Exposé print issues (1993-2011)
The Ed Palermo Big Band — One Child Left Behind
(Cuneiform Rune 418, 2016, CD)
by Peter Thelen, Published 2016-02-22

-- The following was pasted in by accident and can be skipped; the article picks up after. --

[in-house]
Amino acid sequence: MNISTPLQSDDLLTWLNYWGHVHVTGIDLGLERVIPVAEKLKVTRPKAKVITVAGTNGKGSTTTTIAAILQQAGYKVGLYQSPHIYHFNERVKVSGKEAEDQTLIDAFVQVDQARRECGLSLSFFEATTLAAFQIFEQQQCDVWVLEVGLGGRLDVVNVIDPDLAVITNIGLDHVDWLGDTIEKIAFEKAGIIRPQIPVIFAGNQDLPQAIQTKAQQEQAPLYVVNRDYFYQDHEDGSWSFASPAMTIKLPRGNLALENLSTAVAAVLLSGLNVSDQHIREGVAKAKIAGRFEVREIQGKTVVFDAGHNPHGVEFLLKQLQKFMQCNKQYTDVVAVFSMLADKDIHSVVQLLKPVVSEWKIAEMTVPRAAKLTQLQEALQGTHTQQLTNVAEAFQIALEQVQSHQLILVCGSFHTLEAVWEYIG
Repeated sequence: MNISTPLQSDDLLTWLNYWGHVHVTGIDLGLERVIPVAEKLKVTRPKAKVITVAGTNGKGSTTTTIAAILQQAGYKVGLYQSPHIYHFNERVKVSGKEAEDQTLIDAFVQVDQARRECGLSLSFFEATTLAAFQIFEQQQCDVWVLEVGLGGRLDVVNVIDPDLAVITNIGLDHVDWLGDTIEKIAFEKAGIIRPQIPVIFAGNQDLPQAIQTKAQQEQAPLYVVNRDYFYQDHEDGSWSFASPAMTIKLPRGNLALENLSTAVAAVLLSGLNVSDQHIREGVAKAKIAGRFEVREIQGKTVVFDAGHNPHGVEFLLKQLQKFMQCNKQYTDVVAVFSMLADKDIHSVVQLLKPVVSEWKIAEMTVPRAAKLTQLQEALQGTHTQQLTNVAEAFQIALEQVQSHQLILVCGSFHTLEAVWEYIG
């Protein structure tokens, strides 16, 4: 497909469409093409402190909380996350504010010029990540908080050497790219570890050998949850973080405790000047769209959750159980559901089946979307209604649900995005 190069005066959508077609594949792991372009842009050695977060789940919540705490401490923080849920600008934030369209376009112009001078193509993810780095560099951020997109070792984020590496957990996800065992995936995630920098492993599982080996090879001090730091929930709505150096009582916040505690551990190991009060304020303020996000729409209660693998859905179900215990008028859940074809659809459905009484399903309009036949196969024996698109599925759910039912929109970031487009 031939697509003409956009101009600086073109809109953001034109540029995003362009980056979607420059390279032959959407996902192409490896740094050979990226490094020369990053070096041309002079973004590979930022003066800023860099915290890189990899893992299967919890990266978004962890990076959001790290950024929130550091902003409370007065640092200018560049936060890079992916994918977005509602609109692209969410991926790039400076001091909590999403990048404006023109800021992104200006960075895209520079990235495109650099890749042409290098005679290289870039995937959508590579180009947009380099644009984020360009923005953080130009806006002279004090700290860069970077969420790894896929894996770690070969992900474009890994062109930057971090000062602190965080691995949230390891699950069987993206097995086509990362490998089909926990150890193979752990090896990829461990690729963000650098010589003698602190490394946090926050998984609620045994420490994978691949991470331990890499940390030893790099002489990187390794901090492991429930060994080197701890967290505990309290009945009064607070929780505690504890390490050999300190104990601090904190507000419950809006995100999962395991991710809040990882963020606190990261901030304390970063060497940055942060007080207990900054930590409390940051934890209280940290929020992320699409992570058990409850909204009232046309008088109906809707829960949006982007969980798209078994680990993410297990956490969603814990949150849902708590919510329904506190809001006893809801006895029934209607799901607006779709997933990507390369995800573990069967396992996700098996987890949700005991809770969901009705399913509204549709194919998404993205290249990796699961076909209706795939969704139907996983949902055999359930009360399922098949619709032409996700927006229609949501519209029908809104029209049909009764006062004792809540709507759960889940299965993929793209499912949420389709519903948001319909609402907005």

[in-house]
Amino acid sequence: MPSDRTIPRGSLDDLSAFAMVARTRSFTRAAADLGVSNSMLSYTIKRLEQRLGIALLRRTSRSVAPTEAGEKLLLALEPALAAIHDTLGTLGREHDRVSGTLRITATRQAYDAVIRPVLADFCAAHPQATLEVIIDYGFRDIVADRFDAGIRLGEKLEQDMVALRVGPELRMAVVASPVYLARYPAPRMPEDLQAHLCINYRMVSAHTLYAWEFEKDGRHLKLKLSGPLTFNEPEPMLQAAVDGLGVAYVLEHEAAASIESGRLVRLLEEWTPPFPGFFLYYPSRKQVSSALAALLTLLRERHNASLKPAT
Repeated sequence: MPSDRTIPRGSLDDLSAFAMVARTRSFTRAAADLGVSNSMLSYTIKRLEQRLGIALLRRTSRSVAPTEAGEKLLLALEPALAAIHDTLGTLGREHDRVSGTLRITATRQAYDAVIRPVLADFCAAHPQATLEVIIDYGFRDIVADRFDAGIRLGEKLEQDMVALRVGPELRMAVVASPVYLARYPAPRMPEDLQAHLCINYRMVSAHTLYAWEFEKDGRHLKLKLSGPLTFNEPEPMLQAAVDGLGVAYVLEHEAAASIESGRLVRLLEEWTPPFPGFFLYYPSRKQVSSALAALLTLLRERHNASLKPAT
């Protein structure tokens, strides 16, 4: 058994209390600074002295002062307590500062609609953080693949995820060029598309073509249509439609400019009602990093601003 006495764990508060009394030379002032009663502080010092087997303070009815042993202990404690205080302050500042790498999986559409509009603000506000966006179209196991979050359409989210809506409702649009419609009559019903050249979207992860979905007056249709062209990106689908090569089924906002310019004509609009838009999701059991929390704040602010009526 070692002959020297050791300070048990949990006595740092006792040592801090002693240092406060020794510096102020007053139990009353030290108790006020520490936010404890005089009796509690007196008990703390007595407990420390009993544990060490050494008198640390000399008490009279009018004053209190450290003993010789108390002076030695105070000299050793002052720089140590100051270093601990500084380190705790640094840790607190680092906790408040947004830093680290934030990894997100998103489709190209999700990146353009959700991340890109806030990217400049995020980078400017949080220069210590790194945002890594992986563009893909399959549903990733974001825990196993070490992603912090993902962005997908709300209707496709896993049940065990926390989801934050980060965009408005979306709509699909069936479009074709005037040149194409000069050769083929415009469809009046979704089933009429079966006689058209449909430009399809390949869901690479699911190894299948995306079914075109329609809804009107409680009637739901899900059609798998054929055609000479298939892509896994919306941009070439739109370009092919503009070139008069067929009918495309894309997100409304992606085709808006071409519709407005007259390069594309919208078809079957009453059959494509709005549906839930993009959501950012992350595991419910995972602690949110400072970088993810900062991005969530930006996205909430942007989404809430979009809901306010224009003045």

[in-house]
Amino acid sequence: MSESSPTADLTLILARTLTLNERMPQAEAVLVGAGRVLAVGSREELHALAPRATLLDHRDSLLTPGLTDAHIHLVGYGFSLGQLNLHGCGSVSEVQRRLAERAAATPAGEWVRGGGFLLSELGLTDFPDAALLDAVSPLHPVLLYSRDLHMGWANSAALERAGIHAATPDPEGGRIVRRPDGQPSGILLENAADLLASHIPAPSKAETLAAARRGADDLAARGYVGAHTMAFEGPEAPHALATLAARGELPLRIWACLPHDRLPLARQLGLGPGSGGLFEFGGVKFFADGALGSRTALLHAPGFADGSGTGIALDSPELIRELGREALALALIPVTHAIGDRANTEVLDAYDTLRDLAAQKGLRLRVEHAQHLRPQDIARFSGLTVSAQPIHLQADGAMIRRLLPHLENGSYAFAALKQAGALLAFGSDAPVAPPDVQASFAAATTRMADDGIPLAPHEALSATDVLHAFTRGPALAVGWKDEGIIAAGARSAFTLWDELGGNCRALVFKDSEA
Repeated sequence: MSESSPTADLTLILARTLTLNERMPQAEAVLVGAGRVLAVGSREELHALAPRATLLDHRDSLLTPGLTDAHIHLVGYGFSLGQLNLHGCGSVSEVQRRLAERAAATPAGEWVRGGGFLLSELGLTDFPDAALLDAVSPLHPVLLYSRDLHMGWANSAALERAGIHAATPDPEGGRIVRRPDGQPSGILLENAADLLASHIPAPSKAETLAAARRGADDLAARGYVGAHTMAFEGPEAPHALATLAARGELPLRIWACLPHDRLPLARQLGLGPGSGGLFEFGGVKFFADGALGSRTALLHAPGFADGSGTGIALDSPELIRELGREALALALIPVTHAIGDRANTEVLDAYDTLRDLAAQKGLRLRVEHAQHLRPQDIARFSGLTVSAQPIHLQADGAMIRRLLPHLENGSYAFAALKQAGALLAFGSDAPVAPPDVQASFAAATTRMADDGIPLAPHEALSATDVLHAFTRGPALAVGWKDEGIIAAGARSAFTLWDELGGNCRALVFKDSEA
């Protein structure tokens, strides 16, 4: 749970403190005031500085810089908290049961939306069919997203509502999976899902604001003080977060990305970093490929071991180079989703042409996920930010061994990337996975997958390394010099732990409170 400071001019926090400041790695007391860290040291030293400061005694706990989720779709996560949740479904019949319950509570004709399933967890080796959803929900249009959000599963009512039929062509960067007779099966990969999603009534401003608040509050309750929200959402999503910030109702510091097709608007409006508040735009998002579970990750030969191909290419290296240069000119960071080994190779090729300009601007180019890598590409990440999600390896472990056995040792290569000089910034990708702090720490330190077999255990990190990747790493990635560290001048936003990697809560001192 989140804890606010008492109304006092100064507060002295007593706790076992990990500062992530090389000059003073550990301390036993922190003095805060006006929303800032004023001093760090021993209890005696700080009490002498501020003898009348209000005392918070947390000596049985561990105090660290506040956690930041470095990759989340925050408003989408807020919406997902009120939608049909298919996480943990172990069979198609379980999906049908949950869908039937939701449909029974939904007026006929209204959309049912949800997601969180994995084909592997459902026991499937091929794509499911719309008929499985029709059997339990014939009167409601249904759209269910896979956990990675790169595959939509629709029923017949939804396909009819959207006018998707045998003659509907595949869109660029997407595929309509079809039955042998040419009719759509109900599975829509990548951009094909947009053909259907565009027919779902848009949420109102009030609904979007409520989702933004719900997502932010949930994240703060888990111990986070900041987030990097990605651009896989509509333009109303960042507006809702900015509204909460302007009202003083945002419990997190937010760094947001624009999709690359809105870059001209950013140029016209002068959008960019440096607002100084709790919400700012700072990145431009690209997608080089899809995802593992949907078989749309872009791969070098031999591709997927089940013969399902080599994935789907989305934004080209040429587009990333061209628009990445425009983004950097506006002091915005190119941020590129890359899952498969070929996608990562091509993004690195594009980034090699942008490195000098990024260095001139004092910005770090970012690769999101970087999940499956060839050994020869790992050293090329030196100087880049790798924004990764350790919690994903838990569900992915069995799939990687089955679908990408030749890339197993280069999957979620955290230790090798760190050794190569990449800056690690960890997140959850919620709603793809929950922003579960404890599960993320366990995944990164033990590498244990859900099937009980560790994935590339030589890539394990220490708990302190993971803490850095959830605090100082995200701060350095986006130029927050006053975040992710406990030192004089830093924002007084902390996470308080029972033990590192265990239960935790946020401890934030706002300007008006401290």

This review could easily become an essay on Frank Zappa’s compositional ideas, since nine of the sixteen cuts here are adaptations of his work, and Ed Palermo’s originals tend to follow his style somewhat as well, but we all know FZ’s work well through his many phases, so let’s just simplify this and say that those nine Zappa cuts chosen here on One Child Left Behind are some of his very best, and Palermo does a masterful job arranging them for his sixteen-piece big band. But anyone familiar with Palermo’s earlier Cuneiform releases like Oh No! Not Jazz!, Eddy Loves Frank, and Take Your Clothes off When You Dance will certainly have a fairly clear idea what to expect. Especially noteworthy is the instrumental medley presented early on that includes “Spider of Destiny,” “Grand Wazoo,” and “Fifty-Fifty,” with Giorgio Moroder’s motion picture theme for “Scarface” in the middle somewhere. But there are more Zappa surprises when a segue of “Pygmy Twylyte” into “Po-Jama People” features none other than Napoleon Murphy Brock on vocals (Brock also sings on “Andy,” later in the program). Throughout, there are plenty of solo spots for all of the exceptionally hot players in this band, and one of particular note is the tenor sax solo by Ben Kono on the Palermo original “Vengeance.” A very surprising piece in this set is his adaptation of Neil Young’s “Harvest Moon,” in a typical Nelson Riddle style, with guitarist Bruce McDaniel handling the vocals superbly. Another non-Zappa piece, albeit far more strange, is the Lieber / Stoller tune “Is That All There Is,” originally recorded by various artists in the late 60s but ultimately a top 40 hit for Peggy Lee in 1969. If one even remembers it, with its spoken verses, you are probably be trying hard to forget it. Here guest vocalist Mike James pretty much dumps most of the original lyrics, and adds his own hilariously improvised narrative, launching off into a rant about how he hates Frank Zappa’s music and he’s only doing this gig for the money. Meanwile, the band in the background is quoting various Zappa tunes as the song proceeds. Another guest of note is Candy Zappa, Frank’s younger sister, providing vocals on the Los Lobos tune “Kiko and the Lavender Moon” as well as the FZ original “Evelyn, a Modified Dog” from One Size Fits All. The final surprise is a hidden track, the barbershop-style “Why You Bustin’ My Balls?” that closes the disc nicely, vocals only, no big band. As one might expect, Palermo brings new life to parts of the immense Zappa catalog as well as providing some new original tunes and carefully selected covers in his own consummate big band style.
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